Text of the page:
Dathan pullover by Kate Davies Designs

Dathan pullover

February 2019
Fingering (14 wpi) ?
24 stitches and 36 rows = 4 inches
US 4 - 3.5 mm
1640 yards (1500 m)
To fit bust: 71-79 (81-89, 91-104, 106-119, 122-140) cm / 28-31 (32-35, 36-41, 42-47, 48-55) in.
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A kit to knit this sweater is available in the KDD shop


A dolman-sleeved sweater with a slightly cropped length and (optional) steeked armscyes. Dathan is a Gaelic word for colours. 15 25g balls (1 ball of each shade) makes all sizes!

Kate Davies Designs Milarrochy Tweed (70% Wool; 30% Mohair; 100m / 109yds per 25g ball)
All sizes: 1 ball of each of the following shades: Lochan; Ardlui; Tarbet; Smirr; Ardnamurchan; Garth; Stockiemuir; Cowslip; Cranachan; Hirst; Birkin; Hare; Bruce; Asphodel; Backen

Needles and Notions
Gauge size and below gauge-size needle(s) of your preferred length(s) for working body
Below gauge-size needle(s) of your preferred length for working neck
Gauge-size and below gauge-size needle(s) of your preferred type for working small circumferences
Stitch markers
Tapestry needle

24 sts and 36 rounds to 10cm / 4in over stockinette worked in the round or back and forth on gauge-size needle(s)

Use 3.5mm / U.S. 4 needle as a starting point for swatching.

To fit bust: 71-79 (81-89, 91-104, 106-119, 122-140) cm / 28-31 (32-35, 36-41, 42-47, 48-55) in.
Select the range in which your actual bust size is represented. This is an oversized, easy fitting garment. If you are unsure about which size to make, consult the sizing table. The waist measurement and arm circumference at join (just below the elbow) are the garment’s closest fitting areas. You can use these measurements as a guide. I recommend knitting a size with at least 15cm / 6in positive ease at the waist.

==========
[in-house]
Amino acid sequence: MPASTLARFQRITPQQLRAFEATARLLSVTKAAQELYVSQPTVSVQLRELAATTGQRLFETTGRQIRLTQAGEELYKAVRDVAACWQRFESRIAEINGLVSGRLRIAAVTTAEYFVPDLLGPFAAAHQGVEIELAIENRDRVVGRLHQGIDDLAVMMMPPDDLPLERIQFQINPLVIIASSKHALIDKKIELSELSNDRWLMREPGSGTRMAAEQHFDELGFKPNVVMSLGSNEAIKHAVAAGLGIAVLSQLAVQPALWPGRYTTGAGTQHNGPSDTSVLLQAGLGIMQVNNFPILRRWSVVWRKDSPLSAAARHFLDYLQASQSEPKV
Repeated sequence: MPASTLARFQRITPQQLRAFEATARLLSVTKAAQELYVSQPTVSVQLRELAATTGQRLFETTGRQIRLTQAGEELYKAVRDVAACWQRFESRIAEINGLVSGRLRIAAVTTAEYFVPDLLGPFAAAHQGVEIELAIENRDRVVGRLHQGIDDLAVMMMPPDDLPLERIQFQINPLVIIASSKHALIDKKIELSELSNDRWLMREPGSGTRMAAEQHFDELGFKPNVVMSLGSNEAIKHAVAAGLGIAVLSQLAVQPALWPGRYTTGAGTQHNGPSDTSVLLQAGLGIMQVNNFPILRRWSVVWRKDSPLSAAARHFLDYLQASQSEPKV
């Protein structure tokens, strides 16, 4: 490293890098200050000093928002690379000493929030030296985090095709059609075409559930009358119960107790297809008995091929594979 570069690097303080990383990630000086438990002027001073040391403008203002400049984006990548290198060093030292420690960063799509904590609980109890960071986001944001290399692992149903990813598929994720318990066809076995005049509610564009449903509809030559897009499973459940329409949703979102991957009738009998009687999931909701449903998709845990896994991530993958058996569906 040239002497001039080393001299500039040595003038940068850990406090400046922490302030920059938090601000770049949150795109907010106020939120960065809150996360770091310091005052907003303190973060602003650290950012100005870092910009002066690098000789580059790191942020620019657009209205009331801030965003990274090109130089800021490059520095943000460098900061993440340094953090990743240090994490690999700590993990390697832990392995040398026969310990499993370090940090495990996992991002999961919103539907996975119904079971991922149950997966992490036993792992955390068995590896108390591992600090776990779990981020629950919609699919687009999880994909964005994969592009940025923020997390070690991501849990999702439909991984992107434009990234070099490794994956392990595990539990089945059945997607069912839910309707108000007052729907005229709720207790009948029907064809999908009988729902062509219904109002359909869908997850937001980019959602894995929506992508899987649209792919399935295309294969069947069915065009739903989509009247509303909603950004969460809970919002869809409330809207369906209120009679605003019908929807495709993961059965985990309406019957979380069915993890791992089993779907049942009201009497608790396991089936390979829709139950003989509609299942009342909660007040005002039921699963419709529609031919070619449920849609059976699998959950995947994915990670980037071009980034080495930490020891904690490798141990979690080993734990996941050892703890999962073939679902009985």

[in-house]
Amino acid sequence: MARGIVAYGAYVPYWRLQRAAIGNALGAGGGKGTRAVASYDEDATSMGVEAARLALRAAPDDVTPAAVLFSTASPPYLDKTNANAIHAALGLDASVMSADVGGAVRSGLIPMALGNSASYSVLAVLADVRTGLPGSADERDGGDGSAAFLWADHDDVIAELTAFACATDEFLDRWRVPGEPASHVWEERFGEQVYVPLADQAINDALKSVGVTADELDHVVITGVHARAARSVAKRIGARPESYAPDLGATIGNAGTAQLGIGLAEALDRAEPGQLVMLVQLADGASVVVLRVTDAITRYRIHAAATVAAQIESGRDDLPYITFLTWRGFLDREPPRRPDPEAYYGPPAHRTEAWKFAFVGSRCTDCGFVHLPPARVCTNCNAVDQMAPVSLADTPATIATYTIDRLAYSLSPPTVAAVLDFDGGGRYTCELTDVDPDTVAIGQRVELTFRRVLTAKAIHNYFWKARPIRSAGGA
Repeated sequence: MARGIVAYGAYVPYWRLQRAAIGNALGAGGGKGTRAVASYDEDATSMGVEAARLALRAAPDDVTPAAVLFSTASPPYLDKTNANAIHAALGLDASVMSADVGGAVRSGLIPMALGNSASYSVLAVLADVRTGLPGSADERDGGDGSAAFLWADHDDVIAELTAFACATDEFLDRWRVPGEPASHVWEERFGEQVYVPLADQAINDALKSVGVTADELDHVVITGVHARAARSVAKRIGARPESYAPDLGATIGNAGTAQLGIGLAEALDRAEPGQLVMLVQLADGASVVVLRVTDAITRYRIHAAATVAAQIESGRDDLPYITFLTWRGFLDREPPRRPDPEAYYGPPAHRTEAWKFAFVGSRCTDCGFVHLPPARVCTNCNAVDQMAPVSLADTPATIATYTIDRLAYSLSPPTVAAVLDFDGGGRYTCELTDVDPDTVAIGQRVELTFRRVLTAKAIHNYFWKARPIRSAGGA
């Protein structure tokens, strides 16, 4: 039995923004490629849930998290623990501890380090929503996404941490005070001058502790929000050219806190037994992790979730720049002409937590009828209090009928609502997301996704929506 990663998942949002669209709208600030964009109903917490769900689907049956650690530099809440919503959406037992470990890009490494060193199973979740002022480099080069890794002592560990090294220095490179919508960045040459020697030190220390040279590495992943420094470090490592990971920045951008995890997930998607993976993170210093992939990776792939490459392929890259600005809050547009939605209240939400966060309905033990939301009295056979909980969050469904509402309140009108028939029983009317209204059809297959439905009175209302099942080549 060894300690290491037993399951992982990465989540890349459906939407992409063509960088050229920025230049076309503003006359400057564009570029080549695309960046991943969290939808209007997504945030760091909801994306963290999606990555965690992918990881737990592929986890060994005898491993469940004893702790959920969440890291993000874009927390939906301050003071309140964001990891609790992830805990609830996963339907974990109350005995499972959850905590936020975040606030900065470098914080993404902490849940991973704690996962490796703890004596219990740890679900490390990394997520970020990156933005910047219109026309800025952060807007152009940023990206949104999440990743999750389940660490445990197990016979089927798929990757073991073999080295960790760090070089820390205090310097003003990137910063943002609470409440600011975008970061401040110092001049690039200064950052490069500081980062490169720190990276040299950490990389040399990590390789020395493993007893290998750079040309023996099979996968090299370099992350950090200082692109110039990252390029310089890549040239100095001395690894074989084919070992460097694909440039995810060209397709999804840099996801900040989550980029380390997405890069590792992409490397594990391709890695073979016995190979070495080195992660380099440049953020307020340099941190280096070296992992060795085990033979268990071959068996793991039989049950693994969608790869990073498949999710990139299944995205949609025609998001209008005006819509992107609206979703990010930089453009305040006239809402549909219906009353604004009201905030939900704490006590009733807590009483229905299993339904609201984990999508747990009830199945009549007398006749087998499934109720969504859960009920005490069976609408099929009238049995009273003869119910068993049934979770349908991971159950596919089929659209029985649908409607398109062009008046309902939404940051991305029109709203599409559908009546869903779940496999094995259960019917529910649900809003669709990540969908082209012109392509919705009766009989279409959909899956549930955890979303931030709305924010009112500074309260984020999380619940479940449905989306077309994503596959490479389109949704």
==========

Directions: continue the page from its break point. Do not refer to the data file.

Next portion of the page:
Shown in the first size with 25.5cm / 10in positive ease at the waist

Pattern notes
This sweater begins with a few rounds of twisted rib, and is worked in an oversized, integrated dolman shape to the underarms following the knitter’s chosen stripe sequence. Steeks can be added (to allow the upper body to be worked continuously in the round) or the knitter may choose to divide for front and back, working each piece back and forth. Extra rows are worked to raise the back; stitches are set aside for the neck opening and the two long shoulder pieces are joined by being grafted together. After the addition of the neck rib, stitches are picked up around the armscyes (which are cut open, if previously steeked) and the sleeves are worked downwards to the wrists.

To steek or not to steek?
You can choose to work the body of the sweater almost entirely in the round, by adding a pair of steeks for the armscyes, which are later cut open for the sleeves. This method has the advantage of minimising purling (which some knitters dislike) as well as reducing the number of ends (which can be cut away with the steek). If you don’t want to create and cut steeks, you can also choose to knit the upper body flat in two pieces. Simply follow the instructions for your preferred method in the pattern.